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Desert gardens

Know the trees and plants that grow easily in a desert garden

Friday, June 10, 2011 by: Fleur Hupston
Tags: desert gardens, plants, health news

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(NewsTarget) Many vegetables and herbs can successfully be cultivated in a hostile, semi-desert environment. One of the easiest and hardiest trees to plant in an arid climate is the Moringa tree, which is particularly well-adapted to the heat and/or poor, sandy soil. The prickly pear is a nutritious desert fruit that needs practically no water or maintenance once planted.

Planting and maintaining a vegetable garden in a desert biome comes with challenges such as a high-sodium table, sandy soil that drains quickly, lack of water and a burning hot climate. Although planting vegetables such as spinach, tomatoes, cabbage and so on is possible in a hot, dry climate, planting water-wise vegetation is obviously a more practical choice.

Moringa Trees

Often referred to as a "supermarket on a tree", the pods, leaves, seeds and roots are all edible and highly nutritious. The leaves can be cooked like spinach or used in salads. Leaves can also be dried and ground into powder or used to make a green tea. With enough dried leaves, the tea can even be filtered. Its concentrated nutrition makes it useful in many different dishes.

Moringa can be grown outdoors in a hot, sunny climate or indoors in colder climates. A greenhouse is ideal in most areas.
Moringa seeds can be germinated by soaking them for 24 hours and then keeping them in a small plastic bag in a warm, dark drawer until they germinate (3 - 14 days). They can also be planted directly into the soil or in a pot, watered and left to germinate. Don't over-water as the roots may rot. Moringa trees love sun, but don't keep young plants in the sun all day.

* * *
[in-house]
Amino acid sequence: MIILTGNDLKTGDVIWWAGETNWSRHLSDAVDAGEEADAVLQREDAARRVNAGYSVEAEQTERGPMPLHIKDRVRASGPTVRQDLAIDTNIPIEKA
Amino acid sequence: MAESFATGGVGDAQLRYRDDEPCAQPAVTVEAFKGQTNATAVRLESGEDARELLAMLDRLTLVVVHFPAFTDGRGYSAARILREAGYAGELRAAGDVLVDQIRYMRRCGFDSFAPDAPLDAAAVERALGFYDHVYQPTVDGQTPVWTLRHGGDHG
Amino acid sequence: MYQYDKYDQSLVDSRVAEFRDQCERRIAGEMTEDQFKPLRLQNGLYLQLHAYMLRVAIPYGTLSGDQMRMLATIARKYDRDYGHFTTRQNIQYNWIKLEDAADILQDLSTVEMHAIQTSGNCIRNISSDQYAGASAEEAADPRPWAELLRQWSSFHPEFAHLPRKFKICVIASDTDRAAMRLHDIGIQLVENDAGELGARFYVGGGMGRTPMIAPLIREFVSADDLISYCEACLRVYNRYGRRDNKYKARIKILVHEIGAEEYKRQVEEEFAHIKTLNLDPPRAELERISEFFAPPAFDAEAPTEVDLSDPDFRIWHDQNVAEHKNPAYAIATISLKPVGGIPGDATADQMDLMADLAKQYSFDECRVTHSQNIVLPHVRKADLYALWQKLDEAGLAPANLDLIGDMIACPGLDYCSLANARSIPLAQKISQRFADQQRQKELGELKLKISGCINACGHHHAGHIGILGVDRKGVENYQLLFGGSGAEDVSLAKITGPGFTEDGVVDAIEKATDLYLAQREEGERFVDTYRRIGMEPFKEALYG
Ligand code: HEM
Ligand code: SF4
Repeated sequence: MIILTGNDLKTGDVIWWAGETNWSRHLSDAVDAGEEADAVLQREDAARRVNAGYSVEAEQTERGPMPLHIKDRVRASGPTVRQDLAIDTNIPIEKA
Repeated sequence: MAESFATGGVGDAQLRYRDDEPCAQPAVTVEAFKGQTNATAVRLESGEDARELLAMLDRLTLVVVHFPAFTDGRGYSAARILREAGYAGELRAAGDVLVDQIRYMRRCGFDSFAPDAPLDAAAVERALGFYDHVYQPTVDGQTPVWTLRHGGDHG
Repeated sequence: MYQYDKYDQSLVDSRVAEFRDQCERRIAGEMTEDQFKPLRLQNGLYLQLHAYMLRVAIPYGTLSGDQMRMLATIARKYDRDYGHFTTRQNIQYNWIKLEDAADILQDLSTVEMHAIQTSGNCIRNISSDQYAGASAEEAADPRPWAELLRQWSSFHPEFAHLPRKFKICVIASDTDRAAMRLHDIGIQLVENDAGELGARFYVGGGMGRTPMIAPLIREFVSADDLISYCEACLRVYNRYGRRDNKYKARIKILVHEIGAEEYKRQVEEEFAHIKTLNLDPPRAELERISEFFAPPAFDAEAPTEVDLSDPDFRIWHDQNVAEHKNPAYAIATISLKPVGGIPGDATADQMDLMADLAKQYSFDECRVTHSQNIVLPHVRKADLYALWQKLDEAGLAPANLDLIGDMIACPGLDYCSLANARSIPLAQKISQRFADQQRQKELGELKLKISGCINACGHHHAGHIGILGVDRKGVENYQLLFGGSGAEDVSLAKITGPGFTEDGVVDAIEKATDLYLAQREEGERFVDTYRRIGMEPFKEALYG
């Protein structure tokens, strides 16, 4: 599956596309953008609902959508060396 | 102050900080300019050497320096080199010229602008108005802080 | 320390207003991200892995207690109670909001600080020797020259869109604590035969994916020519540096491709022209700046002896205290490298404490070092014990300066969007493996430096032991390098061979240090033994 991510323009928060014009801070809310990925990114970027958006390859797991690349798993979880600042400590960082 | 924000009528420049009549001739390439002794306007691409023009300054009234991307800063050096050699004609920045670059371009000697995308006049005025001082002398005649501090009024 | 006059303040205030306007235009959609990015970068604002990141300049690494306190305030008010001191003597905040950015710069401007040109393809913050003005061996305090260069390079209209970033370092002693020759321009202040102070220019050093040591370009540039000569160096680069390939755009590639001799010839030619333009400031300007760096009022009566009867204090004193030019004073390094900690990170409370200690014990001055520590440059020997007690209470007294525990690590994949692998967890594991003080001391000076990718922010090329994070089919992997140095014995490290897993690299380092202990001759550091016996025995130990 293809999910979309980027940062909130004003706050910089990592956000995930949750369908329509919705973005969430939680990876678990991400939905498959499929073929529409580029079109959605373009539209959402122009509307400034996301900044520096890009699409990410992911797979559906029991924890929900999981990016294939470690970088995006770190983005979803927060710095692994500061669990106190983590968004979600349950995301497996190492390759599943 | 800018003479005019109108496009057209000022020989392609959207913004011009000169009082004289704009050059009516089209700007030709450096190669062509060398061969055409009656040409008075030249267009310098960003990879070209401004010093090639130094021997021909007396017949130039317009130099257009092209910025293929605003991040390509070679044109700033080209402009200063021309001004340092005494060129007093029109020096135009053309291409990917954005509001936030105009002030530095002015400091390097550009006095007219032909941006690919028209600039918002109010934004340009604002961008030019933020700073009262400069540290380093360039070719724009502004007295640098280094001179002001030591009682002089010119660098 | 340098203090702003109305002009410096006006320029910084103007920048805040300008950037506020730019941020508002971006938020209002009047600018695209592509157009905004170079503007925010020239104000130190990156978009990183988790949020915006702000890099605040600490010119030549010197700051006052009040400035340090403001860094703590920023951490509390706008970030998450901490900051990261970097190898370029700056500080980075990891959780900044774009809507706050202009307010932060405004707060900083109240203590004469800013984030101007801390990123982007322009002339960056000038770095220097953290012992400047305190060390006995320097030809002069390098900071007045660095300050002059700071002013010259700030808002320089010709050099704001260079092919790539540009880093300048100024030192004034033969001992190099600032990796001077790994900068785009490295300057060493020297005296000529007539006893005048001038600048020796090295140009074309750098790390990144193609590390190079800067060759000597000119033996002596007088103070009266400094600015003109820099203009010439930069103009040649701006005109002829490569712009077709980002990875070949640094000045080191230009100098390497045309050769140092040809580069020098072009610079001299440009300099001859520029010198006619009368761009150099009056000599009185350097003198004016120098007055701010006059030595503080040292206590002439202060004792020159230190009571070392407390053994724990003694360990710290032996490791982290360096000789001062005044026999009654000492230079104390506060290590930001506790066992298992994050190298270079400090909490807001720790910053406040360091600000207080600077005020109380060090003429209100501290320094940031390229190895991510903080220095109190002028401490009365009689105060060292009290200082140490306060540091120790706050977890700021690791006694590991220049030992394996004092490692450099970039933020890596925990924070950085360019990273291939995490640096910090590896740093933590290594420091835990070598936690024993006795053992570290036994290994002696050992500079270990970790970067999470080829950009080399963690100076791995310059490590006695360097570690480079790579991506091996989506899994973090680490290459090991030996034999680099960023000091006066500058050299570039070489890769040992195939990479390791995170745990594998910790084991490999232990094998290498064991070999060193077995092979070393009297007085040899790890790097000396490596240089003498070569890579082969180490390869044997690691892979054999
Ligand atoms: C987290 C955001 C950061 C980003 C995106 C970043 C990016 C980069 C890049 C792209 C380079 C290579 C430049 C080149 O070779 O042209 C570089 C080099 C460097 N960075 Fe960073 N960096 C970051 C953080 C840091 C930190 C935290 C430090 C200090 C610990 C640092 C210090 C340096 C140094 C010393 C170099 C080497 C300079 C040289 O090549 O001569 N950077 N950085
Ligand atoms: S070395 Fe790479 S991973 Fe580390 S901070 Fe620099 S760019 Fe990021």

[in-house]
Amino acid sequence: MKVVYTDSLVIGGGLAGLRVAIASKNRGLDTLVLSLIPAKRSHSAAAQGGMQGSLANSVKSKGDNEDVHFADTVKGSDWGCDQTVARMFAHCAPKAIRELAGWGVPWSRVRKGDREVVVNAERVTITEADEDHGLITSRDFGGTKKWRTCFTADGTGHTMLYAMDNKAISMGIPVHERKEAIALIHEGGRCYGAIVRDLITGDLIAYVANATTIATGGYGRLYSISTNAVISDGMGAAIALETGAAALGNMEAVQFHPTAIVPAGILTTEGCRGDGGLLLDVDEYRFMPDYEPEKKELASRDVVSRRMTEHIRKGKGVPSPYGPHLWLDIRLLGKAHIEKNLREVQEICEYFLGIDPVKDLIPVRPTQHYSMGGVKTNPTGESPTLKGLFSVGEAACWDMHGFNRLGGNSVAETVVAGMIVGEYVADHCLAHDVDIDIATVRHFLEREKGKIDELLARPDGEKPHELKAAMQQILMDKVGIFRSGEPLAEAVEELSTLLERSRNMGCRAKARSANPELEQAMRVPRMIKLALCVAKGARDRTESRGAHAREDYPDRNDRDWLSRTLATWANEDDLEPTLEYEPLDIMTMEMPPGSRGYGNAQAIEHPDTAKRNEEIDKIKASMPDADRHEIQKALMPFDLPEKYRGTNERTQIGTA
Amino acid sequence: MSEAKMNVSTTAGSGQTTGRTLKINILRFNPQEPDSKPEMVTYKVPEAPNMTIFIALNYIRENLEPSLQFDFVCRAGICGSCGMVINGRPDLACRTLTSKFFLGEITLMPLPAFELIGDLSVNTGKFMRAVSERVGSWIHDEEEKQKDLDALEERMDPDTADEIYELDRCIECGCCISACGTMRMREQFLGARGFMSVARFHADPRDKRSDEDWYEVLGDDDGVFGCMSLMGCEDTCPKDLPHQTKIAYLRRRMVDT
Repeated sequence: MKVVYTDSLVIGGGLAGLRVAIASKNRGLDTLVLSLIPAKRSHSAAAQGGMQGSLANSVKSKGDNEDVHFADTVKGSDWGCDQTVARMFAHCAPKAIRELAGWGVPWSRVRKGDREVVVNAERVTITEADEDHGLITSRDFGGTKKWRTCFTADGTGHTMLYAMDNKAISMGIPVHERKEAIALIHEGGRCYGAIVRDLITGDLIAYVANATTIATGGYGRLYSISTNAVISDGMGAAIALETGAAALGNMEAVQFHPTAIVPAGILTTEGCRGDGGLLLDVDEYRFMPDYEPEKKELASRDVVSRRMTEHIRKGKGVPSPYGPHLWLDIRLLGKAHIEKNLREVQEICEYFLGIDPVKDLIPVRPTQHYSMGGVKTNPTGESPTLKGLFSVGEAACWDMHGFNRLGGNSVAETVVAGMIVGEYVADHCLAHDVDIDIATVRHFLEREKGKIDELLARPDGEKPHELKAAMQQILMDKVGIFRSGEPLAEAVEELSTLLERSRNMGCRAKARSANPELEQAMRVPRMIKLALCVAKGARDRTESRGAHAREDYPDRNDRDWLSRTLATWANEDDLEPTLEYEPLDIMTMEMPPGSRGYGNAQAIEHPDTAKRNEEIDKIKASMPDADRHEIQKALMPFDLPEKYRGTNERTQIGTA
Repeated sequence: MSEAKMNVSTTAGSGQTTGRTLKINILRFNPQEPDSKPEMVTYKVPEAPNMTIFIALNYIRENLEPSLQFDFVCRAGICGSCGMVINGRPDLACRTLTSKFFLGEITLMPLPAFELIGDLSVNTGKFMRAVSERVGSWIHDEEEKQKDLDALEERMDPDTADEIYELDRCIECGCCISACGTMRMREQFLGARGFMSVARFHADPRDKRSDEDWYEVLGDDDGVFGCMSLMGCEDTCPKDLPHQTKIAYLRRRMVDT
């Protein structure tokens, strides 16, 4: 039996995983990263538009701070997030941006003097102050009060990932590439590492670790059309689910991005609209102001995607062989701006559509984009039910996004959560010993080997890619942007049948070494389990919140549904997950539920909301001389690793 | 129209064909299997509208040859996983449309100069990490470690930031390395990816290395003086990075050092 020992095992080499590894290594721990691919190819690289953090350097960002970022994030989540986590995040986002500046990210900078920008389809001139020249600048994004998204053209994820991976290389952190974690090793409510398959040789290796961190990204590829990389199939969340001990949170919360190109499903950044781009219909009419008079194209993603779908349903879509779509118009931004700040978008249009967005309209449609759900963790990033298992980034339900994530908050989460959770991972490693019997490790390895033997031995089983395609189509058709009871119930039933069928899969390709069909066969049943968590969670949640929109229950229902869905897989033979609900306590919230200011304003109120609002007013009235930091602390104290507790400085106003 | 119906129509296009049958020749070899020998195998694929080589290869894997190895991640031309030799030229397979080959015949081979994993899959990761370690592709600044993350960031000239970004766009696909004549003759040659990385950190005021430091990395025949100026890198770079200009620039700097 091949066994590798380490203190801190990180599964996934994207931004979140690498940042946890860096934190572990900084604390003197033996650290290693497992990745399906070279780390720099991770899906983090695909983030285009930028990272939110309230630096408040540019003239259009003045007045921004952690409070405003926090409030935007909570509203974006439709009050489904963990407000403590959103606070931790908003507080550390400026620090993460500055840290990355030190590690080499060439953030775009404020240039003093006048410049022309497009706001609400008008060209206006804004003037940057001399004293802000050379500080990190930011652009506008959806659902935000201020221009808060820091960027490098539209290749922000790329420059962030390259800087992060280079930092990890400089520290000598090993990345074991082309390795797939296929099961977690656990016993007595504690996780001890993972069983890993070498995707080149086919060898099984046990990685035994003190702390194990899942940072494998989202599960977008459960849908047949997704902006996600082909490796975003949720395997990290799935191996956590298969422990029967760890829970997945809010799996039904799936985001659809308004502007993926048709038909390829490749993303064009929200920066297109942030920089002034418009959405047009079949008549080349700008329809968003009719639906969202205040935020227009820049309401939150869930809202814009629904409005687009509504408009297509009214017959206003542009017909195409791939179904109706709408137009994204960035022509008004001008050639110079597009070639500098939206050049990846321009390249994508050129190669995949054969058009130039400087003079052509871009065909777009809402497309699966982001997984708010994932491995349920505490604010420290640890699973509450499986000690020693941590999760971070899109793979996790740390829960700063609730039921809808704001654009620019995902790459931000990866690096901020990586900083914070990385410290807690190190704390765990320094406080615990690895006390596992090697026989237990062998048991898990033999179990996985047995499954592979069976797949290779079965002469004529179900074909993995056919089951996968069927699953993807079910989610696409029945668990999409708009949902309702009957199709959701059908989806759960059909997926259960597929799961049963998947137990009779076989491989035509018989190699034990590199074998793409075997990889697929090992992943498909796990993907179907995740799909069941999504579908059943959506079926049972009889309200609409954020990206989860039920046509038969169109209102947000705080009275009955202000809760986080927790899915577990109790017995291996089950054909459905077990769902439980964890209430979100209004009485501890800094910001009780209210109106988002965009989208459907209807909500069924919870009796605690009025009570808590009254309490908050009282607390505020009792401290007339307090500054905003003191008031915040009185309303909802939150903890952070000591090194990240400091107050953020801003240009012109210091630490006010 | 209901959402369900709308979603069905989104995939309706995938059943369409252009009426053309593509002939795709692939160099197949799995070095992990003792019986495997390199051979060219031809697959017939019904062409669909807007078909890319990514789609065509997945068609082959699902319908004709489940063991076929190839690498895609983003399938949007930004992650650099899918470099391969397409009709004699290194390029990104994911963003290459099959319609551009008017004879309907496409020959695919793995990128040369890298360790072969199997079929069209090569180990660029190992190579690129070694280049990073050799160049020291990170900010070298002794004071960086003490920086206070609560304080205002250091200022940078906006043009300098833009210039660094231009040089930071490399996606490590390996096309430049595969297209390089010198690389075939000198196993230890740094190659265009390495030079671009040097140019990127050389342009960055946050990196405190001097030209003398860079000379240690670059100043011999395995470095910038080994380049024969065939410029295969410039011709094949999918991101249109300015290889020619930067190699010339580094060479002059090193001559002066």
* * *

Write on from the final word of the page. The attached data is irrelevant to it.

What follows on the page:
If growing Moringa trees from cuttings, plant cuttings of around 50cm long in light, sandy soil, placing one-third of the length in the ground; once again don't over-water.

Prickly Pears

Prickly pear cacti grow well in many regions of the world, thriving in dry, arid regions. They grow best in sunny, well-drained sandy areas and produce sweet, succulent fruits.

Each cactus pad can support numerous flowers and subsequent fruit. These will germinate readily simply by scattering seeds in a seed tray and by leaving in a shady area and watering initially until germination. Seeds need a shade; whereas, plants need full sun. Growth from seed is slow, and up to four years may pass before the flowers and fruits appear.

Prickly pear cacti can be propagated by simply planting the pads into the sand.



About the author

Fleur Hupston is a professional freelance writer. She is passionate about natural, healthy living and is currently studying to be a naturopath. She divides her time between writing for Natural News and various other sites, home schooling her children and studying part time.

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